With very strong grower demand and low inventories, which are at the low end of the five-year range, subsidies should move higher. In China, we are seeing an increased focus on food security. The government is limiting exports to ensure adequate domestic supply, while also meeting rising industrial demand. We expect these dynamics to continue to limit exports for the foreseeable future.

Industrial demand, particularly China's lithium iron phosphate market has been very strong, with production more than tripled in the last two years to 1.7 million tonnes of finished fertilizer product equivalent in 2023. We expect additional production growth in the future as demand continues to sort. Overall, this leads us to conclude that phosphate markets will remain constructive for the rest of the year. In potash, the supply constraints from Belarus and Russia seen in the past few years will continue to abate in 2024.

On the demand side, we see stability in North America. In fact, our winter fill program was fully sold. And similar to phosphates, we are almost fully committed for Q1. In Southeast Asia, particularly Malaysia and Indonesia, high-priced inventories were worked down in 2023.

Two years of under application in those markets will put further strain on crop yields if nutrients are not replenished. We are seeing significant pent-up demand in that region. In China, while potash inventories are higher than historical periods, the fertilizer stock-to-use ratio is normal due to increasing on-farm demand as a result of favorable pricing. It's been reported that China intends to increase its strategic reserves meaning that inventories will have to remain higher than historical periods to meet this objective.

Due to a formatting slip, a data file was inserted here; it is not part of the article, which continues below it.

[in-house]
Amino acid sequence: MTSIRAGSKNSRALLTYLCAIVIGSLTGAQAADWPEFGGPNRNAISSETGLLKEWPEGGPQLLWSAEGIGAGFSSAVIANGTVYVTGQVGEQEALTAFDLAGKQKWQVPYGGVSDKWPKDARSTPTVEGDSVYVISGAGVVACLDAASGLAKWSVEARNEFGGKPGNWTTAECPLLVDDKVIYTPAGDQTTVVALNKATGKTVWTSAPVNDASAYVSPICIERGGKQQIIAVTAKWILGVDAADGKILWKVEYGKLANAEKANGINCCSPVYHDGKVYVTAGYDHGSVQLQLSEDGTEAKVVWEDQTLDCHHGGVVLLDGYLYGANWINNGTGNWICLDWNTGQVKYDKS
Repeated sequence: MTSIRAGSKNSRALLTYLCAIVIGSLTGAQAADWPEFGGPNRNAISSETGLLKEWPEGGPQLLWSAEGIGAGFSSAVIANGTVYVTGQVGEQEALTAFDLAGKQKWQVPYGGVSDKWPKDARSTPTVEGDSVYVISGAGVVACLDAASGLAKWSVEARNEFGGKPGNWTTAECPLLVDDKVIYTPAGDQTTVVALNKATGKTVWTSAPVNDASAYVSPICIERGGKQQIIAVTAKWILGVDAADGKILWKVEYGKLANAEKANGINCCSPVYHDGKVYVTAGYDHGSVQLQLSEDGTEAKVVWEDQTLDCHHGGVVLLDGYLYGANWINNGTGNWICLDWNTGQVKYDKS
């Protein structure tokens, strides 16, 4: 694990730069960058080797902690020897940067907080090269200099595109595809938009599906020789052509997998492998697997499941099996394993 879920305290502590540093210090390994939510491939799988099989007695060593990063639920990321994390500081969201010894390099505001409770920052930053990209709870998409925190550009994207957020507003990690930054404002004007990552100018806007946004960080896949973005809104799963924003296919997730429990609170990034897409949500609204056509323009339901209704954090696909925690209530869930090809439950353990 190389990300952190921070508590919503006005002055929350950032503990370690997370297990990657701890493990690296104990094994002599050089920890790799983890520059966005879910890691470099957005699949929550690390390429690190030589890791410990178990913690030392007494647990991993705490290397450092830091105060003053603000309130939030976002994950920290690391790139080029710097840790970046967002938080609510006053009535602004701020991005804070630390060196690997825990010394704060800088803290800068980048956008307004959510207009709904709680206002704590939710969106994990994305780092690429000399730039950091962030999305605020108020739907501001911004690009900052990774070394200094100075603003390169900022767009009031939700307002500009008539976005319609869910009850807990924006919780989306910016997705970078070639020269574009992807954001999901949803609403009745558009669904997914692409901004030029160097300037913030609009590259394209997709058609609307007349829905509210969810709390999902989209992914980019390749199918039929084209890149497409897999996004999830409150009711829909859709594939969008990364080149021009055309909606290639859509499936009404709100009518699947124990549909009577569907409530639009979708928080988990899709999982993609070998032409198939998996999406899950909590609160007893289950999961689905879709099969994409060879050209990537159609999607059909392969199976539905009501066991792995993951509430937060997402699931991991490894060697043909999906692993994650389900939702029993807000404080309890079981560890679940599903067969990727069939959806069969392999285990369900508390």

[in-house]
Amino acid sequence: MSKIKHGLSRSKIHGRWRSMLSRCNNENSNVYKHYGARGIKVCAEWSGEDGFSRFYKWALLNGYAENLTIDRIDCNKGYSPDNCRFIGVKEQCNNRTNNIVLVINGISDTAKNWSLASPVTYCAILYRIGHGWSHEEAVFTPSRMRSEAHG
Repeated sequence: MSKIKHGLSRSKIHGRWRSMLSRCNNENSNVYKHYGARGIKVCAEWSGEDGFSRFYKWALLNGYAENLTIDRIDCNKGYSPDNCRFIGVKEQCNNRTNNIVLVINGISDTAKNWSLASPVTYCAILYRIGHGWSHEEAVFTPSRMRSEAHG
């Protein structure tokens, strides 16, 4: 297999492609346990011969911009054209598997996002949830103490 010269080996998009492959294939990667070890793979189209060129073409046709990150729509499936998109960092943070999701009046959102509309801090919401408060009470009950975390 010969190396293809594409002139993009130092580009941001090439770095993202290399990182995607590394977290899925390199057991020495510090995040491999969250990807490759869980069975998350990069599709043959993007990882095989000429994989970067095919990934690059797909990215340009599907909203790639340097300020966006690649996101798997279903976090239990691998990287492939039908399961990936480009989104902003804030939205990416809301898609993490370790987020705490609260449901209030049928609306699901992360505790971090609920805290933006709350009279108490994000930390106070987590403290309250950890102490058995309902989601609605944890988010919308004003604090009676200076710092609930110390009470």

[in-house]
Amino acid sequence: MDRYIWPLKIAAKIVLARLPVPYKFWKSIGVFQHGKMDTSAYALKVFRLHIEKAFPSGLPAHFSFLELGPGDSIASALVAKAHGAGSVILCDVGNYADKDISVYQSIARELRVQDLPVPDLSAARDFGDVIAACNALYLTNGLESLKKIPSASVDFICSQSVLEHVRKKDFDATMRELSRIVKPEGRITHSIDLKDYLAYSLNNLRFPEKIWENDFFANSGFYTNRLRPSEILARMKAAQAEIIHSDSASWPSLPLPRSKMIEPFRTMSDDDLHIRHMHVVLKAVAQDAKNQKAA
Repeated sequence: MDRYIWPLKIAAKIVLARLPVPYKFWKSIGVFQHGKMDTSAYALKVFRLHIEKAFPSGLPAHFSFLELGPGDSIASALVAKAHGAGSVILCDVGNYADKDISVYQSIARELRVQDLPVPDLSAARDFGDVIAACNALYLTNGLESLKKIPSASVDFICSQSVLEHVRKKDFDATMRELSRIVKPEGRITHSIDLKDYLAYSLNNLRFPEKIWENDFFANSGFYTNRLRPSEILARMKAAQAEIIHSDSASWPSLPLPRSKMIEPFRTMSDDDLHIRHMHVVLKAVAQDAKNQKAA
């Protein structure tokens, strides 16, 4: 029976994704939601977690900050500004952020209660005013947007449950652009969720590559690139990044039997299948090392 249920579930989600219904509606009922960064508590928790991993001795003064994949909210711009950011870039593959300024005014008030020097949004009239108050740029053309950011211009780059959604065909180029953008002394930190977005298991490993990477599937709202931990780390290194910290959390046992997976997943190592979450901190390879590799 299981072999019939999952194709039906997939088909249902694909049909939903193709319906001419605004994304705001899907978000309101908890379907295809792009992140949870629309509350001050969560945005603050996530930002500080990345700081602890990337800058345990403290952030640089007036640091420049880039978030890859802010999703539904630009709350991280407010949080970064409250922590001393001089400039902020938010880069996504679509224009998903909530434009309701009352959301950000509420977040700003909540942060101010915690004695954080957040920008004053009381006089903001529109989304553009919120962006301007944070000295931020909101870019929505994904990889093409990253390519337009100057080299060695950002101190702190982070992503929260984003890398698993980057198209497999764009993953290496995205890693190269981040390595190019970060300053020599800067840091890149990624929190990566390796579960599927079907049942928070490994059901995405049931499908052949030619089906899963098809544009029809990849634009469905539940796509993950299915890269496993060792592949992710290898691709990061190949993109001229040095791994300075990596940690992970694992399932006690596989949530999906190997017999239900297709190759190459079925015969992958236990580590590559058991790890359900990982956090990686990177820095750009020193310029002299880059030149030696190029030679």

We also expect lower Chinese domestic production as a result of the recent news capping production in its key potash basin due to environmental concerns. The combination of these factors should drive a need for continued high import volumes to meet the demand. The weather in Brazil has slowed demand in the near-term but we are seeing early signs of demand emerging in potash prices moving up slightly. In fact when you look at the entire fertilizer market, we expect shipments to be at or near peak levels in 2024.

Putting these factors together, we expect the pace of global potash shipments to improve as 2024 progresses.

Jason Tremblay -- Vice President, Enterprise Strategy and Business Support

Thanks, Bruce. As a follow-up question, given the market backdrop you just described what actions are you planning to take?

Bruce Bodine -- President and Chief Executive Officer

Well, given the strength of phosphate markets, Mosaic's focuses on increasing our phosphate production volumes and further improving our margins by increasing our MicroEssentials volumes. Getting our production to an annual run rate of 8 million tonnes, not only increases revenue but also significantly reduces our unit costs. MicroEssentials generates significant yield improvements. And as a result, generate superior margins for farmers, retailers and Mosaic.

For Mosaic, not only do we earn a premium margin in our phosphate segment but we also command a premium margin in Brazil, as we capture the retail premium for these products. In Potash, Mosaic is focusing on flexibility and cost management. The curtailment of production at our Colonsay site demonstrates our commitment to flexibly managing our network to ensure our low-cost sites at Belle Plaine and Esterhazy, operate at capacity while Colonsay is only used when market conditions dictate. We have a couple of projects that will increase our product mix flexibility before the end of the year.

This will enhance our ability to adjust our end product mix to respond to changes in the market conditions more effectively in order to optimize our cost structure and margins. In addition to cost reductions in our operations, we are focused on driving SG&A reductions and optimizing our investments in capex and working capital. These initiatives will ensure our customer demand is met. Our through-cycle financial performance will continue to advance and shareholder value is maximized.

Jason Tremblay -- Vice President, Enterprise Strategy and Business Support

OK. Our next question is related to Mosaic Fertilizantes. Brazil remains a problem a region for many ag input companies. What is your outlook for 2024?

Bruce Bodine -- President and Chief Executive Officer

This is a fair observation. A lot of these companies are still in the process of destocking excess high-cost inventories or writing off their assets, given the challenging market conditions. At Mosaic, we took early action to complete the destocking of high-priced inventory in the first half of 2023, without any significant write-offs. As a result, we entered the second half of the year in a great position and it shows in our margins.